This week we'll be highlighting Kelly Ahearn, MS, RDN, CDN! Kelly is a dietitian in New York City who runs her own company, Indigenous Nutritionist. She's also a pilates instructor and an entrepreneur. Her focus on helping clients build a healthy relationship with food is absolutely inspiring. Join us to learn more about Kelly's experiences as an dietitian!
Healthy Bytes: Hi Kelly- we're excited to speak with you today! To get the ball rolling, we'd love to know more about why you got started in nutrition.
Kelly Ahearn: In 2003, I moved to Germany and was amazed at the food culture and how much healthier the relationship with food was compared to in the United States.
Upon my return to the States, I started my education in exercise physiology and had to take a nutrition course. It was there that I first learned about epigenetics (gene-nutrient-environment interactions) and was in awe.
From then on, I delved deeper into nutritional studies. I applied to NYU for grad school to become a dietitian after speaking with a professor of mine at The University of Southern Maine who counseled me that this would be a great career choice and open a lot of doors.
Is there any advice would you give to new and future dietitians?
Be curious. Focus on building relationships and rapport with clients and colleagues. Be authentic, as this will let others know they can trust you.
When you build your business from your own true character and are passionate about what you do, it will get you through the tough times. This will put you in the spotlight as not only a nutrition expert, but also as a pleasant person to work with.
As a dietitian that takes insurance, has accepting it benefit your practice?
Accepting insurance has opened up doors literally and figuratively. Doctors are more interested in referring to me when they know I take insurance. Patients have found me directly from their insurance company, such as Cigna. It provides me with a chance to help those who do not want or have the means to pay out- of-pocket costs, and helps me continue to grow my practice and help more people, so its a win-win!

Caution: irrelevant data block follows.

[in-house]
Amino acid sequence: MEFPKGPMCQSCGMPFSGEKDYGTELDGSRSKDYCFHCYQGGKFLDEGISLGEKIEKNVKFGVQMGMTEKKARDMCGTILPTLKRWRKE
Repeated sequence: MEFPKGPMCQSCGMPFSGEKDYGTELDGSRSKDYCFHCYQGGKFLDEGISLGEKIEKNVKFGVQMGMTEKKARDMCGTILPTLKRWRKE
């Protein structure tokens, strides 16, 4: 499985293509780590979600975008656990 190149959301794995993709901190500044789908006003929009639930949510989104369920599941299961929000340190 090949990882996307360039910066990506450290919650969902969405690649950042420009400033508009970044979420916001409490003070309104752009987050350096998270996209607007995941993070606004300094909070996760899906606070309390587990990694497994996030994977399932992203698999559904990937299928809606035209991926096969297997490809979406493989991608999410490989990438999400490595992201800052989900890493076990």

What has surprised you the most about taking insurance?
How fast it was to actual file a claim on Healthy Bytes!
It's great how much taking insurance has helped your practice! What else would you say makes your practice special?
I think what makes my practice special is how I relate to my clients. I am growing a brand, and I want to be recognized all over the world as I love to travel and explore other food cultures. I am combining this into my company, Indigenous Nutritionist.
I work with my clients on a personal level to optimize their nutrition status and their relationship with food. Whether I am working with an athlete who wants to improve running time, or a woman who is trying to get pregnant, I aim to make food fun. The key is educating instead of dictating.
I apply what I learn from other food cultures as well. At Indigenous Nutritionist build a foundation to facilitate clients meeting their goals.
What change do you hope to see or are excited about in the field of nutrition and dietetics?
Dietitians are an important part of the medical team in the hospital. It would be great to see more direct follow-up with patients once they leave the hospital. By working with an out-patient or private practice dietitian after a hospitalization, patients can learn to create life-changing habits.
Another area that I am passionate about is tele-health and doctor-dietitians direct connections and communication. I think telehealth has a strong future ahead, along with mHealth (mobile health).
There are so many cool settings for dietitians: employee wellness, communications, entrepreneurship, menu development... just to name a few.
You've had such a variety of experiences in the field of nutrition, what's the most fascinating thing you’ve learned as a dietitian?
I will have to bring it back to the day in 2007 when I first learned about epigenetics and the influence of our environment on gene expression. By creating a healthier lifestyle by changing our environment, we may be able to prevent some diseases or delay their onset.
There is a lot to be said for preventative care. Insurance companies realize this now and ARE reimbursing for it- which is awesome!
Parts of this interview have been edited and shortened